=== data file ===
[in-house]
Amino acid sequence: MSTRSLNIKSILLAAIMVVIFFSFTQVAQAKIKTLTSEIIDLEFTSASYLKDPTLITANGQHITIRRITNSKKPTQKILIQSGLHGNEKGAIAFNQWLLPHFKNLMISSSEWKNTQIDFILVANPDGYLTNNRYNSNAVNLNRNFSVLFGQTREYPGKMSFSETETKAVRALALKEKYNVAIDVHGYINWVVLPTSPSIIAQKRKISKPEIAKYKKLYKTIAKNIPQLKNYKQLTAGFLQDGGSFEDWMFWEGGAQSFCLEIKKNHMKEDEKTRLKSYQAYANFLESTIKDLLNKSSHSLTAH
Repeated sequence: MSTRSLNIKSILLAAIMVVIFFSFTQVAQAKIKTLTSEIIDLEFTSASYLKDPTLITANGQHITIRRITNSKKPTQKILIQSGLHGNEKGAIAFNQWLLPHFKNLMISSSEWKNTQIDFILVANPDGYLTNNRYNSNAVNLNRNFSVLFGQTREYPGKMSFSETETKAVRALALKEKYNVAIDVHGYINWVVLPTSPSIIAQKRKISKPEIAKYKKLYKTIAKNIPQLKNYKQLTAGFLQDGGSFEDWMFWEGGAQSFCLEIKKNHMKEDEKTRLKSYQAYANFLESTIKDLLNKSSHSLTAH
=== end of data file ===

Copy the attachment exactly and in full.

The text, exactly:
[in-house]
Amino acid sequence: MSTRSLNIKSILLAAIMVVIFFSFTQVAQAKIKTLTSEIIDLEFTSASYLKDPTLITANGQHITIRRITNSKKPTQKILIQSGLHGNEKGAIAFNQWLLPHFKNLMISSSEWKNTQIDFILVANPDGYLTNNRYNSNAVNLNRNFSVLFGQTREYPGKMSFSETETKAVRALALKEKYNVAIDVHGYINWVVLPTSPSIIAQKRKISKPEIAKYKKLYKTIAKNIPQLKNYKQLTAGFLQDGGSFEDWMFWEGGAQSFCLEIKKNHMKEDEKTRLKSYQAYANFLESTIKDLLNKSSHSLTAH
Repeated sequence: MSTRSLNIKSILLAAIMVVIFFSFTQVAQAKIKTLTSEIIDLEFTSASYLKDPTLITANGQHITIRRITNSKKPTQKILIQSGLHGNEKGAIAFNQWLLPHFKNLMISSSEWKNTQIDFILVANPDGYLTNNRYNSNAVNLNRNFSVLFGQTREYPGKMSFSETETKAVRALALKEKYNVAIDVHGYINWVVLPTSPSIIAQKRKISKPEIAKYKKLYKTIAKNIPQLKNYKQLTAGFLQDGGSFEDWMFWEGGAQSFCLEIKKNHMKEDEKTRLKSYQAYANFLESTIKDLLNKSSHSLTAH